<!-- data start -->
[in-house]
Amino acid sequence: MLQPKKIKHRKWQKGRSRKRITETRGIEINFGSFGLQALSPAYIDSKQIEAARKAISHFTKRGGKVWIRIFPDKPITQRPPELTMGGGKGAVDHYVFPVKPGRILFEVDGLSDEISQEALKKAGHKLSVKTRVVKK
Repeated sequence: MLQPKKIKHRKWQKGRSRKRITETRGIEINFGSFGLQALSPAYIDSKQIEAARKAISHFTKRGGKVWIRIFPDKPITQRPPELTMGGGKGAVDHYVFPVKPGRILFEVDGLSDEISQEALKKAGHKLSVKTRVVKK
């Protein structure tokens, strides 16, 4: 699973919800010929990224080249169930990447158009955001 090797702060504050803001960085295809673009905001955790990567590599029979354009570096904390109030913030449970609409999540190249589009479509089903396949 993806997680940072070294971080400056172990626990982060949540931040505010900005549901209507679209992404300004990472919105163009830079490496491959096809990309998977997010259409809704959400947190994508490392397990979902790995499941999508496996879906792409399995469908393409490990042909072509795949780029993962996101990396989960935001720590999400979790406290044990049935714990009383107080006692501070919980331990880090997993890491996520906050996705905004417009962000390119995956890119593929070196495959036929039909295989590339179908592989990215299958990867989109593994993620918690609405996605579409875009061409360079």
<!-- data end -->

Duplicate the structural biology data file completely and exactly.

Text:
[in-house]
Amino acid sequence: MLQPKKIKHRKWQKGRSRKRITETRGIEINFGSFGLQALSPAYIDSKQIEAARKAISHFTKRGGKVWIRIFPDKPITQRPPELTMGGGKGAVDHYVFPVKPGRILFEVDGLSDEISQEALKKAGHKLSVKTRVVKK
Repeated sequence: MLQPKKIKHRKWQKGRSRKRITETRGIEINFGSFGLQALSPAYIDSKQIEAARKAISHFTKRGGKVWIRIFPDKPITQRPPELTMGGGKGAVDHYVFPVKPGRILFEVDGLSDEISQEALKKAGHKLSVKTRVVKK
């Protein structure tokens, strides 16, 4: 699973919800010929990224080249169930990447158009955001 090797702060504050803001960085295809673009905001955790990567590599029979354009570096904390109030913030449970609409999540190249589009479509089903396949 993806997680940072070294971080400056172990626990982060949540931040505010900005549901209507679209992404300004990472919105163009830079490496491959096809990309998977997010259409809704959400947190994508490392397990979902790995499941999508496996879906792409399995469908393409490990042909072509795949780029993962996101990396989960935001720590999400979790406290044990049935714990009383107080006692501070919980331990880090997993890491996520906050996705905004417009962000390119995956890119593929070196495959036929039909295989590339179908592989990215299958990867989109593994993620918690609405996605579409875009061409360079």